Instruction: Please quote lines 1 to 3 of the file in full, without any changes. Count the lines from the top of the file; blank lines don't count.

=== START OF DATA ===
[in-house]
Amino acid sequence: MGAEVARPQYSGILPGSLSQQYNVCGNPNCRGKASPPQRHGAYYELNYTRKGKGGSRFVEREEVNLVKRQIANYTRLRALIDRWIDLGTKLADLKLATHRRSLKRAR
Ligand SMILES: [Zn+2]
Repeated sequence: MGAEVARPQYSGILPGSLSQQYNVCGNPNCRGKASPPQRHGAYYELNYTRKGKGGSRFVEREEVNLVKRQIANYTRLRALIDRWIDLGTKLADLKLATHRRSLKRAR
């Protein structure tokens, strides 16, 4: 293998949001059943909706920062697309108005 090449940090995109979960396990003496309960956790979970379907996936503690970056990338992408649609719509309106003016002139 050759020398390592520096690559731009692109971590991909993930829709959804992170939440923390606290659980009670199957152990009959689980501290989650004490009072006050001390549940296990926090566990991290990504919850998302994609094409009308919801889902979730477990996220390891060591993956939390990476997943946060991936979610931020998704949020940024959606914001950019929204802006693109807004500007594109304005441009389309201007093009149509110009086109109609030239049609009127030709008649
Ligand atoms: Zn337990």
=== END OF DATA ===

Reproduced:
[in-house]
Amino acid sequence: MGAEVARPQYSGILPGSLSQQYNVCGNPNCRGKASPPQRHGAYYELNYTRKGKGGSRFVEREEVNLVKRQIANYTRLRALIDRWIDLGTKLADLKLATHRRSLKRAR
Ligand SMILES: [Zn+2]